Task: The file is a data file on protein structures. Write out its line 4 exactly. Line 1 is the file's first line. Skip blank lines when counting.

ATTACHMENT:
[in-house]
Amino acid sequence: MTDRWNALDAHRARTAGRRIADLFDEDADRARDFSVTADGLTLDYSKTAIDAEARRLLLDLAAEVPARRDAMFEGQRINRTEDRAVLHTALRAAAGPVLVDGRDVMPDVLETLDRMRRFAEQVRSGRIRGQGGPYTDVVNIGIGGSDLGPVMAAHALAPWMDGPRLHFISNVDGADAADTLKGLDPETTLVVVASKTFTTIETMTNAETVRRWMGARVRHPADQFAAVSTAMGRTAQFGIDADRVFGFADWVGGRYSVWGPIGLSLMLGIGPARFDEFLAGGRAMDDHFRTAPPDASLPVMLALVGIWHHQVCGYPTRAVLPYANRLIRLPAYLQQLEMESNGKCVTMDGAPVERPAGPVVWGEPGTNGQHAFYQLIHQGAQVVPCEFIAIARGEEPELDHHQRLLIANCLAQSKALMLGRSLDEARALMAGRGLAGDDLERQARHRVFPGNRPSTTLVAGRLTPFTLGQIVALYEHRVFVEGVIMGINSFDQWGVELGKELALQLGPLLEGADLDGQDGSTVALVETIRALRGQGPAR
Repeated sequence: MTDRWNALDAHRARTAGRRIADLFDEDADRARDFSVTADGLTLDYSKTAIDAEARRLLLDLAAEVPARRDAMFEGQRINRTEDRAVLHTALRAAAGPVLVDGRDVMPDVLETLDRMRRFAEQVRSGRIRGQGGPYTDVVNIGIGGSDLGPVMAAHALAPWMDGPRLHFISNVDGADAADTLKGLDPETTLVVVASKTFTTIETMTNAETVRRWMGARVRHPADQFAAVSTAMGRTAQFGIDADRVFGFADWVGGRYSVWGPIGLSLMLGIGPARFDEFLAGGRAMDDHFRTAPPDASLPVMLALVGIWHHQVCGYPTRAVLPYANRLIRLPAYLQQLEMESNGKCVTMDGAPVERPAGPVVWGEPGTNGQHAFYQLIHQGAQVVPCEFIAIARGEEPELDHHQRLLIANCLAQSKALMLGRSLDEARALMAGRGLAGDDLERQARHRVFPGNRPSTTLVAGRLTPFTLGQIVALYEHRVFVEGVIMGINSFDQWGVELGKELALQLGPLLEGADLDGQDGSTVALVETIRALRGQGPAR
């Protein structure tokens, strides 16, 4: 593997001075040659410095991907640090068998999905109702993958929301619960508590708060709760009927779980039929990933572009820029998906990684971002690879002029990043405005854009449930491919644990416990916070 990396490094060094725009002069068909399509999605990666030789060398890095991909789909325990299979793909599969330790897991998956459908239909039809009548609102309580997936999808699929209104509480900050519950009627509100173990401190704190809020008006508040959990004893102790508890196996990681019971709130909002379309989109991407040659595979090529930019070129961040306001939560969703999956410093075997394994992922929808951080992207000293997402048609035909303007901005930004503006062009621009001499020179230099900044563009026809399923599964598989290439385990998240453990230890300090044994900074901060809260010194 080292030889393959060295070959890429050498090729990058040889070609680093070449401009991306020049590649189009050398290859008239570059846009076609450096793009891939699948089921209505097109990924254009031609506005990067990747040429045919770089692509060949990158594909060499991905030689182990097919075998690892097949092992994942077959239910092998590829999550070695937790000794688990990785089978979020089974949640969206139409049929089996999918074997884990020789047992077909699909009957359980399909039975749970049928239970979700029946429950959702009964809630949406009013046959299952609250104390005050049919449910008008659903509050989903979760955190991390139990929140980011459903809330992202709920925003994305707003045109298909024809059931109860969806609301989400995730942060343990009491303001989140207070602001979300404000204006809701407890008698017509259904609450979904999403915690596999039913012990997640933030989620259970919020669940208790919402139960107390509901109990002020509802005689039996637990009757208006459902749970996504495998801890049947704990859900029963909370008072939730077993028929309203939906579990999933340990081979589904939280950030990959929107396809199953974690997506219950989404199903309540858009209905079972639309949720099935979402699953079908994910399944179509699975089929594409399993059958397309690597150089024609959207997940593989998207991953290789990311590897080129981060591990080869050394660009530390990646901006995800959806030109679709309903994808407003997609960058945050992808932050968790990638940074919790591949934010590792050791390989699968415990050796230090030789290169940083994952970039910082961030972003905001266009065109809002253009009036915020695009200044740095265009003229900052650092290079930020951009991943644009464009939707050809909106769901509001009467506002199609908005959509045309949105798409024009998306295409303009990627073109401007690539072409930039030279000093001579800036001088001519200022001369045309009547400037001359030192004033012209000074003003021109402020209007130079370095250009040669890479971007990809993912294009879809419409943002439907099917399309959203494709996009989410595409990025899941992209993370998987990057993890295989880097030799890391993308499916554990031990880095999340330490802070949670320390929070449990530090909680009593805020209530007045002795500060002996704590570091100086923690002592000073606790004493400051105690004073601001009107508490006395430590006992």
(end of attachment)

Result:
């Protein structure tokens, strides 16, 4: 593997001075040659410095991907640090068998999905109702993958929301619960508590708060709760009927779980039929990933572009820029998906990684971002690879002029990043405005854009449930491919644990416990916070 990396490094060094725009002069068909399509999605990666030789060398890095991909789909325990299979793909599969330790897991998956459908239909039809009548609102309580997936999808699929209104509480900050519950009627509100173990401190704190809020008006508040959990004893102790508890196996990681019971709130909002379309989109991407040659595979090529930019070129961040306001939560969703999956410093075997394994992922929808951080992207000293997402048609035909303007901005930004503006062009621009001499020179230099900044563009026809399923599964598989290439385990998240453990230890300090044994900074901060809260010194 080292030889393959060295070959890429050498090729990058040889070609680093070449401009991306020049590649189009050398290859008239570059846009076609450096793009891939699948089921209505097109990924254009031609506005990067990747040429045919770089692509060949990158594909060499991905030689182990097919075998690892097949092992994942077959239910092998590829999550070695937790000794688990990785089978979020089974949640969206139409049929089996999918074997884990020789047992077909699909009957359980399909039975749970049928239970979700029946429950959702009964809630949406009013046959299952609250104390005050049919449910008008659903509050989903979760955190991390139990929140980011459903809330992202709920925003994305707003045109298909024809059931109860969806609301989400995730942060343990009491303001989140207070602001979300404000204006809701407890008698017509259904609450979904999403915690596999039913012990997640933030989620259970919020669940208790919402139960107390509901109990002020509802005689039996637990009757208006459902749970996504495998801890049947704990859900029963909370008072939730077993028929309203939906579990999933340990081979589904939280950030990959929107396809199953974690997506219950989404199903309540858009209905079972639309949720099935979402699953079908994910399944179509699975089929594409399993059958397309690597150089024609959207997940593989998207991953290789990311590897080129981060591990080869050394660009530390990646901006995800959806030109679709309903994808407003997609960058945050992808932050968790990638940074919790591949934010590792050791390989699968415990050796230090030789290169940083994952970039910082961030972003905001266009065109809002253009009036915020695009200044740095265009003229900052650092290079930020951009991943644009464009939707050809909106769901509001009467506002199609908005959509045309949105798409024009998306295409303009990627073109401007690539072409930039030279000093001579800036001088001519200022001369045309009547400037001359030192004033012209000074003003021109402020209007130079370095250009040669890479971007990809993912294009879809419409943002439907099917399309959203494709996009989410595409990025899941992209993370998987990057993890295989880097030799890391993308499916554990031990880095999340330490802070949670320390929070449990530090909680009593805020209530007045002795500060002996704590570091100086923690002592000073606790004493400051105690004073601001009107508490006395430590006992």